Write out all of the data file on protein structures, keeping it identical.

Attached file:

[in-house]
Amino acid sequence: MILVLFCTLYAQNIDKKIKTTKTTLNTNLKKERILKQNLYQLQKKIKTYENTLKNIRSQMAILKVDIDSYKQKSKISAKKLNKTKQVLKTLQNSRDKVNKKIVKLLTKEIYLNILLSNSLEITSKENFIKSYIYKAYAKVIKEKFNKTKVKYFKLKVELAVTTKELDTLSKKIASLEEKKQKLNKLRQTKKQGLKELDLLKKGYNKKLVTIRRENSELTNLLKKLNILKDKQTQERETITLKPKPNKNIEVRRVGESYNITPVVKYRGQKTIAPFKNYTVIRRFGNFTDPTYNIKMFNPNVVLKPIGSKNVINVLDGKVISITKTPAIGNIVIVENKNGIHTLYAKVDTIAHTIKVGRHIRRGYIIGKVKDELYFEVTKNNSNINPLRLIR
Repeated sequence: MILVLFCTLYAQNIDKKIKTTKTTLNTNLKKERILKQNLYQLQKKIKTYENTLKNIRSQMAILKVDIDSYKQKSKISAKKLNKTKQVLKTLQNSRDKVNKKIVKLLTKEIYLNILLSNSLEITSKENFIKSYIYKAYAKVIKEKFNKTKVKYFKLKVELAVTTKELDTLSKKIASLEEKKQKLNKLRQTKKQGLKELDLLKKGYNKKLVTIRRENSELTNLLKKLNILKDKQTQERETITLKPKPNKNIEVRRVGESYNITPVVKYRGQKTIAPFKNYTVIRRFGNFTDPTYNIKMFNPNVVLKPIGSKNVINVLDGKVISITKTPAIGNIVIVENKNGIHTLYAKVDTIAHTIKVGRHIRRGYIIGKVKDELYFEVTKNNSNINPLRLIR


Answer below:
[in-house]
Amino acid sequence: MILVLFCTLYAQNIDKKIKTTKTTLNTNLKKERILKQNLYQLQKKIKTYENTLKNIRSQMAILKVDIDSYKQKSKISAKKLNKTKQVLKTLQNSRDKVNKKIVKLLTKEIYLNILLSNSLEITSKENFIKSYIYKAYAKVIKEKFNKTKVKYFKLKVELAVTTKELDTLSKKIASLEEKKQKLNKLRQTKKQGLKELDLLKKGYNKKLVTIRRENSELTNLLKKLNILKDKQTQERETITLKPKPNKNIEVRRVGESYNITPVVKYRGQKTIAPFKNYTVIRRFGNFTDPTYNIKMFNPNVVLKPIGSKNVINVLDGKVISITKTPAIGNIVIVENKNGIHTLYAKVDTIAHTIKVGRHIRRGYIIGKVKDELYFEVTKNNSNINPLRLIR
Repeated sequence: MILVLFCTLYAQNIDKKIKTTKTTLNTNLKKERILKQNLYQLQKKIKTYENTLKNIRSQMAILKVDIDSYKQKSKISAKKLNKTKQVLKTLQNSRDKVNKKIVKLLTKEIYLNILLSNSLEITSKENFIKSYIYKAYAKVIKEKFNKTKVKYFKLKVELAVTTKELDTLSKKIASLEEKKQKLNKLRQTKKQGLKELDLLKKGYNKKLVTIRRENSELTNLLKKLNILKDKQTQERETITLKPKPNKNIEVRRVGESYNITPVVKYRGQKTIAPFKNYTVIRRFGNFTDPTYNIKMFNPNVVLKPIGSKNVINVLDGKVISITKTPAIGNIVIVENKNGIHTLYAKVDTIAHTIKVGRHIRRGYIIGKVKDELYFEVTKNNSNINPLRLIR